8. If your larynx isn't anchoring, then you are likely singing from the throat rather than a more relaxed placement into the soft palate. I could be wrong, but based upon what you said, I believe that is the issue. Try making a "G" sound. Where you feel that hit on the roof of your mouth is where you want to point all of your vowels. You can try speaking lyrics into that same spot to get a feel for good placement for singing. Balance that with raising the soft palate. Notes go deeper into the soft palate as they go higher in pitch. Then try placing your finger just under your larynx. When you start singing, the larynx should raise up a bit. Try to hold it in that position as you sing up an octave and back down. Also, place a finger on your bottom lip, then try to project your voice up and over it. Lastly, smile a bit. More correctly, learn a proper horizontal embouchure to support all of the above. Once you have a feel for moving the resonance and pressure of the voice along the soft palate, and letting the soft palate do all the work for you, then there are a few more things that might help as well. Since I don't know how you currently sing, it's difficult for me to know if the above will correct the issue. It will help, but I would need to know more about your ability to sing in head voice, bridging and connecting the voice, and a few other things that I can usually only tell in a lesson. Apart from taking lessons with me or Robert Lunte (whose videos you should look up on YouTube), or taking his Four Pillars of Singing Course linked here on this website, there's one other amazing exercise I can think of that usually gets immediate results. Try to relax while doing what's in the video below. This exercise is good for warming up, cooling down, gaining your voice back, and especially for learning to place and tune the voice correctly.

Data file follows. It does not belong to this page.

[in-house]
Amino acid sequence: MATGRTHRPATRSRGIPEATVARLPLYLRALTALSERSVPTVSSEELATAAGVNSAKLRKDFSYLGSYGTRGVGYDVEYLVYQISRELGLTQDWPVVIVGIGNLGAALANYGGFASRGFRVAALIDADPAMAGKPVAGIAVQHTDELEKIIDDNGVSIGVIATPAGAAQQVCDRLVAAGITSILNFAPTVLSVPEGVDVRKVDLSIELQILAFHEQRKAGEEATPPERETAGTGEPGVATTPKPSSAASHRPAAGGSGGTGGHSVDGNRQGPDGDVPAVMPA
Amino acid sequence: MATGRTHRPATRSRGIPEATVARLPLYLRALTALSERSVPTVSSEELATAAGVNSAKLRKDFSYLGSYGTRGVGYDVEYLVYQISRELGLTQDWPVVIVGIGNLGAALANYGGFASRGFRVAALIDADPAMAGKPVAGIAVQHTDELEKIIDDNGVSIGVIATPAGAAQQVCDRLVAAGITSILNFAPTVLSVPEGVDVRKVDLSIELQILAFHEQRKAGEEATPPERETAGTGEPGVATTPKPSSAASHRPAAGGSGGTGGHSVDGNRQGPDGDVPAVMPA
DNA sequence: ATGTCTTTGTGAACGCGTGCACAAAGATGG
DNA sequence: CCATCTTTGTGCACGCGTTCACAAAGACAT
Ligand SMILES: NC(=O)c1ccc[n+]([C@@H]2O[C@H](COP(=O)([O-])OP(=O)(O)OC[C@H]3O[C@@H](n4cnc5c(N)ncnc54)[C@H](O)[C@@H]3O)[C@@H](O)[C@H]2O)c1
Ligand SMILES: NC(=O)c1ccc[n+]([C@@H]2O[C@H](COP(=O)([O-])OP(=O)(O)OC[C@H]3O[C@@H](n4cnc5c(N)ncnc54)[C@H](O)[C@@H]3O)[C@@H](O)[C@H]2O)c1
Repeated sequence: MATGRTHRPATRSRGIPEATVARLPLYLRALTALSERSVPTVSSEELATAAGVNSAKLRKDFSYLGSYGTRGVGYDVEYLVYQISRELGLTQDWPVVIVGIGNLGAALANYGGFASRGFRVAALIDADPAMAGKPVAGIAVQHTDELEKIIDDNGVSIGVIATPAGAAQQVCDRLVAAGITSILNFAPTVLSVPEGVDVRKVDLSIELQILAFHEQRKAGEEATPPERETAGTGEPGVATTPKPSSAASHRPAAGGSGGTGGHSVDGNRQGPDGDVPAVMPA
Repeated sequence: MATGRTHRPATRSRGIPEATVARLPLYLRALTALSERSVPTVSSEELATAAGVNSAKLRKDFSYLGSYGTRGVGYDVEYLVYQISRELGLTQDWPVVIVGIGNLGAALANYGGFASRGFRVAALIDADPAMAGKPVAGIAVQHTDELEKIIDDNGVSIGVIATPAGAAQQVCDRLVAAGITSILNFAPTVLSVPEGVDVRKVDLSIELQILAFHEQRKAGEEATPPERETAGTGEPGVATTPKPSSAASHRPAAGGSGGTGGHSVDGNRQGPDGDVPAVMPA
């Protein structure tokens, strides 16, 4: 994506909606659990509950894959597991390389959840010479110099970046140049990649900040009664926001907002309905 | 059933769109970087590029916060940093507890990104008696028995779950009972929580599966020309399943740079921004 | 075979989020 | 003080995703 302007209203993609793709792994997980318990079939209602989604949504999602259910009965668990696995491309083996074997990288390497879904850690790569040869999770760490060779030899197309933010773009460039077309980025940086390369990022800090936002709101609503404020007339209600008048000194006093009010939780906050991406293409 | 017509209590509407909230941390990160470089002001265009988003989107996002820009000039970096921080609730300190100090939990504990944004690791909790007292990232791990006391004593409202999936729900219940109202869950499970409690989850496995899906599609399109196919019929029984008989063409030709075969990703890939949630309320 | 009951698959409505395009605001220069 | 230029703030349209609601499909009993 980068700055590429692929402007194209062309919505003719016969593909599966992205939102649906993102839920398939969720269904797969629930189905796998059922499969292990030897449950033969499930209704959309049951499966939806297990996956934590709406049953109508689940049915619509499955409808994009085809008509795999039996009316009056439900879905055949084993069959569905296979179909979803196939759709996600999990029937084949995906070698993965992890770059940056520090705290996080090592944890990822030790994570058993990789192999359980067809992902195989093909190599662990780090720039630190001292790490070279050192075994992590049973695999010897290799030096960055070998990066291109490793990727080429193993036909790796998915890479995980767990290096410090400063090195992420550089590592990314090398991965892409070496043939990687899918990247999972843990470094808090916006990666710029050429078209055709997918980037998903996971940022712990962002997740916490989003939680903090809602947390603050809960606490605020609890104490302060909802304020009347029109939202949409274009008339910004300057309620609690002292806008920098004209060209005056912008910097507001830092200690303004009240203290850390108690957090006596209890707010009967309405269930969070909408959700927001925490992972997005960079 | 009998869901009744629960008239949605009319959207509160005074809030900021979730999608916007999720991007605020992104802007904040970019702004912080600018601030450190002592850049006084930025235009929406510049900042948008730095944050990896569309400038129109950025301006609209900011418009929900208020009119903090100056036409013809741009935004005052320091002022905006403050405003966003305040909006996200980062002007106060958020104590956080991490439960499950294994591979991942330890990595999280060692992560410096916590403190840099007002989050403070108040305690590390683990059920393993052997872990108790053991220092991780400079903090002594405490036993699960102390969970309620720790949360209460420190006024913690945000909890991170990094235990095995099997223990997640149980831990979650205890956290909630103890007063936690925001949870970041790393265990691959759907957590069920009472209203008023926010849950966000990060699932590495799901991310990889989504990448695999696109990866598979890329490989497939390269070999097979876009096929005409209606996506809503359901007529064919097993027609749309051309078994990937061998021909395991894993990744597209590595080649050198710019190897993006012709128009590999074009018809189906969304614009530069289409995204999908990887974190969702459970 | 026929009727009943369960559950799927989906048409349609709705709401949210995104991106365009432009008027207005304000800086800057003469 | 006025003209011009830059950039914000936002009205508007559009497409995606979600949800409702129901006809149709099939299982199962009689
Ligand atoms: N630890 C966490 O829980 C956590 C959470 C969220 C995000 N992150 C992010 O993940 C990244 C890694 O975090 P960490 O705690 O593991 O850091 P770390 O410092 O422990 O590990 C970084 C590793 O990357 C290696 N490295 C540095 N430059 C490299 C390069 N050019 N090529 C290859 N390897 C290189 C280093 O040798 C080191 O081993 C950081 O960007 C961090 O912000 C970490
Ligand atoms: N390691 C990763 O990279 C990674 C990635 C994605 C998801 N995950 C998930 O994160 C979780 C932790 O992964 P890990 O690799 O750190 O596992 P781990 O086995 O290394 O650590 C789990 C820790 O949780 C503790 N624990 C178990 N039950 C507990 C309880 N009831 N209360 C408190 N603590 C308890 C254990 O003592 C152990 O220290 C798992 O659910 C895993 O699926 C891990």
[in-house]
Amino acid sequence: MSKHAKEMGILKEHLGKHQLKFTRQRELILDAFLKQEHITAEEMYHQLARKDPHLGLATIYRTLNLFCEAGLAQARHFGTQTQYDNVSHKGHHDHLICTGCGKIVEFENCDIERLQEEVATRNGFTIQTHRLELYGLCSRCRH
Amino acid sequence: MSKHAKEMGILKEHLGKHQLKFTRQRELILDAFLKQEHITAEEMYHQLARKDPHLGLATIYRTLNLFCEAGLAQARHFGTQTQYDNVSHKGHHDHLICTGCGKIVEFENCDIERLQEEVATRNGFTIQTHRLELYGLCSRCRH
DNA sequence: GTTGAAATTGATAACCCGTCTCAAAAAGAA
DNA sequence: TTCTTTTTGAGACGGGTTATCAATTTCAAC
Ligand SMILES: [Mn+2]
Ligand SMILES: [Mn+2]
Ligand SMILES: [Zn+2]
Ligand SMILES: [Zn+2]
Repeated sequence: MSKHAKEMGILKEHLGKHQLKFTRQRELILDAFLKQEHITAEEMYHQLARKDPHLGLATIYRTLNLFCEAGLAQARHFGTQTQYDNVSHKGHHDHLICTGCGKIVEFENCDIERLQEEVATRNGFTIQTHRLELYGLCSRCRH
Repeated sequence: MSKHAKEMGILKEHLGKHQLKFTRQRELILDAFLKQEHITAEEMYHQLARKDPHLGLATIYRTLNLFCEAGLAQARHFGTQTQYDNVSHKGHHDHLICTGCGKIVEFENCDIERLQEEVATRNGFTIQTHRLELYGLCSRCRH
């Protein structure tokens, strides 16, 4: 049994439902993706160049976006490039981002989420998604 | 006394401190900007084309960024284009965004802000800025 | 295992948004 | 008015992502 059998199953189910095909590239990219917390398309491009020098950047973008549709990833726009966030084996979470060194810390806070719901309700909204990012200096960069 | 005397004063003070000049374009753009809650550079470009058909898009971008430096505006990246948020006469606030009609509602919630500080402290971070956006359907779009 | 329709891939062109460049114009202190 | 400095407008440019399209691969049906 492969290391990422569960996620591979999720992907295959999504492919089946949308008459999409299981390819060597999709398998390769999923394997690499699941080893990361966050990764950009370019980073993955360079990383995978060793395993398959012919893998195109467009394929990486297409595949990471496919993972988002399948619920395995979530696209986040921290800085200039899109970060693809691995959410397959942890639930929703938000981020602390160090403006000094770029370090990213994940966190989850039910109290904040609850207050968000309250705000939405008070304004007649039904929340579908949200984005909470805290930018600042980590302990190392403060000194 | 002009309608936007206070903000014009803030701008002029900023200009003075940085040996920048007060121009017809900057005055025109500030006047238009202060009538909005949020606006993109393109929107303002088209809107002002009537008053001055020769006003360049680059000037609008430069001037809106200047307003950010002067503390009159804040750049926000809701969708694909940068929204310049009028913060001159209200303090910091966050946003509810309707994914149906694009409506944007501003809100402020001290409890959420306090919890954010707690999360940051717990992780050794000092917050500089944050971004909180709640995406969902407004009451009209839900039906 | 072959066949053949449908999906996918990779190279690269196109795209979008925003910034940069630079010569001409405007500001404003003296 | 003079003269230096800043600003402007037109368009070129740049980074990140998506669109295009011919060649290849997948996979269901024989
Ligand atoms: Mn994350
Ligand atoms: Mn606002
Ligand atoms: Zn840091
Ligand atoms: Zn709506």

9. I was hoping you would self-diagnose a bit with those and choose what you needed. I didn't know you would go all out, haha! Nasal rinses clear out allergens and help prevent postnasal drip, which is often the first cause of a groggy voice, especially after a cold. H2O2 in the ear can help kill internal infections of the ear and upper respitory system, as well as liquidate ear wax and help bring down swelling. Zyrtec or Allegra also addresses post-nasal drip due to allergens. Yin Chaio, Sinus Take Care, and the like were to help clear up whatever was left of your cold while also boosting the immune system. If your throat is sore, then salt water gargles will help address athat symptom. Antibiotics are useless unless you have a bacterial infection, and if you do or don't is something really only a doctor would be able to tell you. I mentioned all of the above because you said you have a heavy cold, and yet you say you have no congestions, no runny nose, or the like. Is it a chest cold? A good herbal expectorant and a personal steam inhaler can help with that, but once a cold is that deep you usually need a doctor to help. There have been a couple of times I didn't catch it fast enough and ended up having to take steroisds to clear up my lungs. We are not doctors here and can only make siuggestions based upon what you've said. If you feel it's a major issue, then find a doctor you trust to help you figure out what to do.